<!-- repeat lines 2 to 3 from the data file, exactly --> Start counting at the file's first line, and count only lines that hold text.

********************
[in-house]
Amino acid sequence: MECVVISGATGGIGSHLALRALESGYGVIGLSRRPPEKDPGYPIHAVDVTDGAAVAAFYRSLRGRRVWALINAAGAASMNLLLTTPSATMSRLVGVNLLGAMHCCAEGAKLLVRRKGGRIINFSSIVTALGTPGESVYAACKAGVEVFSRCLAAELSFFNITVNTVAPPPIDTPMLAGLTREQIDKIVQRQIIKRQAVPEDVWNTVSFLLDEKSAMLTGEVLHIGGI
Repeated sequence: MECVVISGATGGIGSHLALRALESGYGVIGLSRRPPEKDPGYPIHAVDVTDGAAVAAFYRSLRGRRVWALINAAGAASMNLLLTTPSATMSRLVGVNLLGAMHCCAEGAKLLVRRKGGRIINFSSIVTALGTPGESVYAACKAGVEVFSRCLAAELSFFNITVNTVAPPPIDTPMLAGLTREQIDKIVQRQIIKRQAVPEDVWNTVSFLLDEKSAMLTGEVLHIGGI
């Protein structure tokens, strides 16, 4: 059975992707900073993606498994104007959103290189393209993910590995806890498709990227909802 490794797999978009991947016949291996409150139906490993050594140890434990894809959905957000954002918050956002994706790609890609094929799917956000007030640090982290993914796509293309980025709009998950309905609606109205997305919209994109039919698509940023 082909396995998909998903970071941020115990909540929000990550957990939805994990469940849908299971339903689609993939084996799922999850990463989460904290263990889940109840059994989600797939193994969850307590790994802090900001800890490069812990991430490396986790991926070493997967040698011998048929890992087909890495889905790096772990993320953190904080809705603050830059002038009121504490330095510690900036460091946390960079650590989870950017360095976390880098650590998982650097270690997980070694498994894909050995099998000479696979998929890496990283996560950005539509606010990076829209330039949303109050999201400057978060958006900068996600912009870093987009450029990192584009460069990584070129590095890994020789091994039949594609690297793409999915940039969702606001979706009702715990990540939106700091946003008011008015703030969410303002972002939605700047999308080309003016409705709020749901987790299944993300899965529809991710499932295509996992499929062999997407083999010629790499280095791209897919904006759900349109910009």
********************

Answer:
Amino acid sequence: MECVVISGATGGIGSHLALRALESGYGVIGLSRRPPEKDPGYPIHAVDVTDGAAVAAFYRSLRGRRVWALINAAGAASMNLLLTTPSATMSRLVGVNLLGAMHCCAEGAKLLVRRKGGRIINFSSIVTALGTPGESVYAACKAGVEVFSRCLAAELSFFNITVNTVAPPPIDTPMLAGLTREQIDKIVQRQIIKRQAVPEDVWNTVSFLLDEKSAMLTGEVLHIGGI
Repeated sequence: MECVVISGATGGIGSHLALRALESGYGVIGLSRRPPEKDPGYPIHAVDVTDGAAVAAFYRSLRGRRVWALINAAGAASMNLLLTTPSATMSRLVGVNLLGAMHCCAEGAKLLVRRKGGRIINFSSIVTALGTPGESVYAACKAGVEVFSRCLAAELSFFNITVNTVAPPPIDTPMLAGLTREQIDKIVQRQIIKRQAVPEDVWNTVSFLLDEKSAMLTGEVLHIGGI